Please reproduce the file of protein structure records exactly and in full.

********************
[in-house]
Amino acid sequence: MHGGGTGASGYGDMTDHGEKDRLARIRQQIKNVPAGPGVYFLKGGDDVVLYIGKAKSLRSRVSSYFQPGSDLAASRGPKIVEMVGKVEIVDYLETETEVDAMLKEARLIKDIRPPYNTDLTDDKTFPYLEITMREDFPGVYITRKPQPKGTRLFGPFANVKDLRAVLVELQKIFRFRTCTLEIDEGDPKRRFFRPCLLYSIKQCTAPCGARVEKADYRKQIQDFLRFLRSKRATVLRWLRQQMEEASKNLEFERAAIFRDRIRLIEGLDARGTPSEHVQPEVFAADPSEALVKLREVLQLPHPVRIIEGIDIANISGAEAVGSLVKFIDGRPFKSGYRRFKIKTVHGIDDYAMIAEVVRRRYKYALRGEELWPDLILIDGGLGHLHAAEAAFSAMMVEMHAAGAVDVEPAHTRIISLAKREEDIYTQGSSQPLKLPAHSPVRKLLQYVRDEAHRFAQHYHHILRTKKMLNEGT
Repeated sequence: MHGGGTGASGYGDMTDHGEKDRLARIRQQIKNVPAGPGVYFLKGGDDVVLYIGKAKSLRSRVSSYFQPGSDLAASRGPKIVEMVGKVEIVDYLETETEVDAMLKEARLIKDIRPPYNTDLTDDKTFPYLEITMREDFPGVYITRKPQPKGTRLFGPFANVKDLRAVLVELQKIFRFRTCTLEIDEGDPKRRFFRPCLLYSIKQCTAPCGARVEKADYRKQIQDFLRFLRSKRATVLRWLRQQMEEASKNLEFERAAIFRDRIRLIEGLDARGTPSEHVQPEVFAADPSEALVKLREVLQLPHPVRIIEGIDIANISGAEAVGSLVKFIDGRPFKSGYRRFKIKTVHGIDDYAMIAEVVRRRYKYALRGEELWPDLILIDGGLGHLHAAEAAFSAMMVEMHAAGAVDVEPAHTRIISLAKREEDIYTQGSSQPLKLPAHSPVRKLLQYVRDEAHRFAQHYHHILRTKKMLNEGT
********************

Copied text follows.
[in-house]
Amino acid sequence: MHGGGTGASGYGDMTDHGEKDRLARIRQQIKNVPAGPGVYFLKGGDDVVLYIGKAKSLRSRVSSYFQPGSDLAASRGPKIVEMVGKVEIVDYLETETEVDAMLKEARLIKDIRPPYNTDLTDDKTFPYLEITMREDFPGVYITRKPQPKGTRLFGPFANVKDLRAVLVELQKIFRFRTCTLEIDEGDPKRRFFRPCLLYSIKQCTAPCGARVEKADYRKQIQDFLRFLRSKRATVLRWLRQQMEEASKNLEFERAAIFRDRIRLIEGLDARGTPSEHVQPEVFAADPSEALVKLREVLQLPHPVRIIEGIDIANISGAEAVGSLVKFIDGRPFKSGYRRFKIKTVHGIDDYAMIAEVVRRRYKYALRGEELWPDLILIDGGLGHLHAAEAAFSAMMVEMHAAGAVDVEPAHTRIISLAKREEDIYTQGSSQPLKLPAHSPVRKLLQYVRDEAHRFAQHYHHILRTKKMLNEGT
Repeated sequence: MHGGGTGASGYGDMTDHGEKDRLARIRQQIKNVPAGPGVYFLKGGDDVVLYIGKAKSLRSRVSSYFQPGSDLAASRGPKIVEMVGKVEIVDYLETETEVDAMLKEARLIKDIRPPYNTDLTDDKTFPYLEITMREDFPGVYITRKPQPKGTRLFGPFANVKDLRAVLVELQKIFRFRTCTLEIDEGDPKRRFFRPCLLYSIKQCTAPCGARVEKADYRKQIQDFLRFLRSKRATVLRWLRQQMEEASKNLEFERAAIFRDRIRLIEGLDARGTPSEHVQPEVFAADPSEALVKLREVLQLPHPVRIIEGIDIANISGAEAVGSLVKFIDGRPFKSGYRRFKIKTVHGIDDYAMIAEVVRRRYKYALRGEELWPDLILIDGGLGHLHAAEAAFSAMMVEMHAAGAVDVEPAHTRIISLAKREEDIYTQGSSQPLKLPAHSPVRKLLQYVRDEAHRFAQHYHHILRTKKMLNEGT